While a few new homes, an apartment complex, and several motels are currently under construction in the area, RV parks have been the most noticeable addition to the still inadequate housing supply.
Those in the know are saying that the new year will bring even more rigs and workers to the area, and along with them will likely arrive even more temporary housing units.
The cities of Karnes City and Kenedy have approved applications for seven more RV parks in the last two months, and more than 10 more applications have been submitted in recent weeks.
In response to the rush, Kenedy City Council on December 20 voted to suspend for 90 days any acceptance, review or approval of permits for the construction of RV parks in the city or its extra-territorial jurisdiction (ETJ).
Karnes City has no zoning requirements within its city limits; however, City Administrator Larry Pippen is also taking a long, hard look at applications submitted to his office.
Both municipalities are working to ensure that safety is put at a premium while also considering the aesthetics of the facilities and the communities in which they reside.
The City of Kenedy expects to have an ordinance drafted within 60 days that will more clearly lay out requirements for the increasingly visible housing units.
“In the haste to try to provide some relief in the form of temporary housing for the influx of people moving into the area, we have tried to accommodate that but have done so without a good set of guidelines to follow,” Kenedy City Administrator Ford Patton said. “Safety was a concern – to ensure that the lots are properly addressed for 911 purposes. With that then comes some of the basic infrastructure within the parks. That might include paved roads, width of streets, direction of traffic, fencing issues for privacy and screening from adjacent properties – and some that might be more related to health and sanitation. Whether or not we provide a centralized solid waste collection station, and then spacing to be certain that trailers and RVs are not put so close together that they may present an immediate hazard in case of a fire.”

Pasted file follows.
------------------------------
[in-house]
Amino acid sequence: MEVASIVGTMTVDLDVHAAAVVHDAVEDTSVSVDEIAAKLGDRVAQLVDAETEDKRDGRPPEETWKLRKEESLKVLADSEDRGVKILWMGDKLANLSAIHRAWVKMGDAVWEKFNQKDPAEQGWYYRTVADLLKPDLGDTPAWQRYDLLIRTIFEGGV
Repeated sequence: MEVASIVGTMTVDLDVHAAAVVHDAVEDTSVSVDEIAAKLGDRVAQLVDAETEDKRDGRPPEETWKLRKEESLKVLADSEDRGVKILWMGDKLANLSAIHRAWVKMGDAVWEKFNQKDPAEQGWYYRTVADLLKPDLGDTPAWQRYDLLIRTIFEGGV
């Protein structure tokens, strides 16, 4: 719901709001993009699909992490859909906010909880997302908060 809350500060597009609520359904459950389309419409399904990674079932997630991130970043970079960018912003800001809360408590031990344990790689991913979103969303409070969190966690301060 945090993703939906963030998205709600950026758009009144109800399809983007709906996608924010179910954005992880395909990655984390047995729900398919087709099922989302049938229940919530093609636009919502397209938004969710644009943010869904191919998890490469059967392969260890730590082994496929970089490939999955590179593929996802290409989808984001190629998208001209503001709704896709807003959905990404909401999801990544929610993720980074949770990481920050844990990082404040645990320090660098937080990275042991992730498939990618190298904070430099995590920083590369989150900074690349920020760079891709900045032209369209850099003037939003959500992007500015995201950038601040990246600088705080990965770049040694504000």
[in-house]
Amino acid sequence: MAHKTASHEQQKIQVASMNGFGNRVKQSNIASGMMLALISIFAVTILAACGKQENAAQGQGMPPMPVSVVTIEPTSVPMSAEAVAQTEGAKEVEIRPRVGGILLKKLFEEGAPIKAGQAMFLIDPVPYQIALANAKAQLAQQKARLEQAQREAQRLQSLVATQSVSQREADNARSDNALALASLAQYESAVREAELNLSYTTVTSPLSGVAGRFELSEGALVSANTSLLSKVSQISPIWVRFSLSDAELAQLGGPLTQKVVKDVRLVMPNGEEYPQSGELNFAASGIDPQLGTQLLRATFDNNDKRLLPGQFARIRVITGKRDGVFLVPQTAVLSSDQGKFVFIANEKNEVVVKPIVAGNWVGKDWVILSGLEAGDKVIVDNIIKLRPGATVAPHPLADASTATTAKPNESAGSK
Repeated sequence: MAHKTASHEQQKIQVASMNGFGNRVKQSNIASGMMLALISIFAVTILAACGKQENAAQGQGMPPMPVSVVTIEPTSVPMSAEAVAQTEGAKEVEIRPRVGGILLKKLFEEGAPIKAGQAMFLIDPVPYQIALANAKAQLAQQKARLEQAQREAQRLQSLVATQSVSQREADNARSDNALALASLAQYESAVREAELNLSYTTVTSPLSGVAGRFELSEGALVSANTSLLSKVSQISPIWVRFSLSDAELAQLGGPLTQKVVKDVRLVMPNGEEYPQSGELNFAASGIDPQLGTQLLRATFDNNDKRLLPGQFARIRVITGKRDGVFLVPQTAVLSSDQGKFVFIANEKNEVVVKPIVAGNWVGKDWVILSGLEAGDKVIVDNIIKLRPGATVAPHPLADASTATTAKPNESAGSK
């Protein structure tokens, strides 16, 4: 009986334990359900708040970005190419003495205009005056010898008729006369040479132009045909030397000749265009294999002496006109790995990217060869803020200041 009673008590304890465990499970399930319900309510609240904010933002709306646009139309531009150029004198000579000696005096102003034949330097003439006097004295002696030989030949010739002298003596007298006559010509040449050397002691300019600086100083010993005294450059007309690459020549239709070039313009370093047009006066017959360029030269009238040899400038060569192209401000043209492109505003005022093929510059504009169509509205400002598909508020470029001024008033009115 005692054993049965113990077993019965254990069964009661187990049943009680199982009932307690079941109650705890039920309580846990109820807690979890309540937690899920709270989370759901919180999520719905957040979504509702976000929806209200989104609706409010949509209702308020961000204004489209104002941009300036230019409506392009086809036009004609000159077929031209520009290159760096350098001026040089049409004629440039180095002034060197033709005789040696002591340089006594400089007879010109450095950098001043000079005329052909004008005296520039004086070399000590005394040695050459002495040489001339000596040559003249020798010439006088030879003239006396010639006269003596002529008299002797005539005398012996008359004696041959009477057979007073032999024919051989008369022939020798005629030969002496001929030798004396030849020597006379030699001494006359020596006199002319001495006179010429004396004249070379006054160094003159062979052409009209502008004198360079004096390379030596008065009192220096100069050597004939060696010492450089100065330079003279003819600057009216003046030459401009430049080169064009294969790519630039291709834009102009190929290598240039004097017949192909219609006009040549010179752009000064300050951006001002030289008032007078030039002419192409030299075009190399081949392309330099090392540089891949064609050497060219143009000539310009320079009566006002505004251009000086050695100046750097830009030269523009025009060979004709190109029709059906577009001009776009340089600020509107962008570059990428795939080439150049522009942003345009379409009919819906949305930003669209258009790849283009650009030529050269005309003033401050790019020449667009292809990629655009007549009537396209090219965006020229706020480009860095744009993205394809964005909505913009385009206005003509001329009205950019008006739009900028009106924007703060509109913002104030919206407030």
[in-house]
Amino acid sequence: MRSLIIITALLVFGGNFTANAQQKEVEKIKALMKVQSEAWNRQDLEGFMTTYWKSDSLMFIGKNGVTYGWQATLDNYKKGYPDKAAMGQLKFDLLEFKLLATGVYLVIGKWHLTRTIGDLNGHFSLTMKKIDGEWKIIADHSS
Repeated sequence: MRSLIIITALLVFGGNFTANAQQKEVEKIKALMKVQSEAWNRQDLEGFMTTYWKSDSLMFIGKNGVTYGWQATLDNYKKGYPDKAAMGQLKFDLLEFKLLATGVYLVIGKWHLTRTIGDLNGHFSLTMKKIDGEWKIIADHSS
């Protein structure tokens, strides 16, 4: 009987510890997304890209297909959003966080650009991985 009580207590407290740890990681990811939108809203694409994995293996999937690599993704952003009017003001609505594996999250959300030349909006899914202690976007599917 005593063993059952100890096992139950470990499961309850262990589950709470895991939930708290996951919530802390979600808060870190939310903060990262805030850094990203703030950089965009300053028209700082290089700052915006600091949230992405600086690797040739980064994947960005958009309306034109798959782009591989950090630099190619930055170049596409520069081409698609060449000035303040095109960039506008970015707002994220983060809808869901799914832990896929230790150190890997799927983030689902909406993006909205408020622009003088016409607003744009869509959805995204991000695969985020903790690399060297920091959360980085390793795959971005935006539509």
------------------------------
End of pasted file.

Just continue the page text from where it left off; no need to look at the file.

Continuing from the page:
The Kenedy City Council initially began discussions about an RV park ordinance at its December 14 regular meeting. At that time, council member Bob Patton, also a member of the city’s planning and zoning (P&Z) commission, said that the group had seen a sharp increase in the amount of requests to replat properties for RV parks.
Patton requested the council pass a 90-day moratorium on approval for RV park requests at that time, but the item was not on the agenda so the council held a special meeting on December 20.
During the 90-day moratorium, the P&Z plans to review similar ordinances in other communities to help gather information for an ordinance for Kenedy.
“Of course, the P&Z saw a lot of requests for replats from commercial to multi-housing for RV parks and we approved three of them,” Bob Patton said. “Then we realized that as we went back and reviewed our mobile home guidelines, really they talked about mobile homes and not RVs. So we decided to look at some guidelines for setting up RV parks. In other words, our concern was spacing in between each RV, identifying each RV. If someone has a medical emergency, how would the emergency responders know which RV to go to? Another concern was fires. If there ever was a fire, would the spacing be adequate to prevent fire from spreading to another RV? And of course the aesthetics of the RV park itself. There were several concerns there, plus the location of RV parks – residential areas were a question mark and commercial as well. Do you want all your commercial property going to RV parks or do you want some of it to stay commercial? We’re just at the tip of this iceberg as far as the Eagle Ford Shale expansion goes.”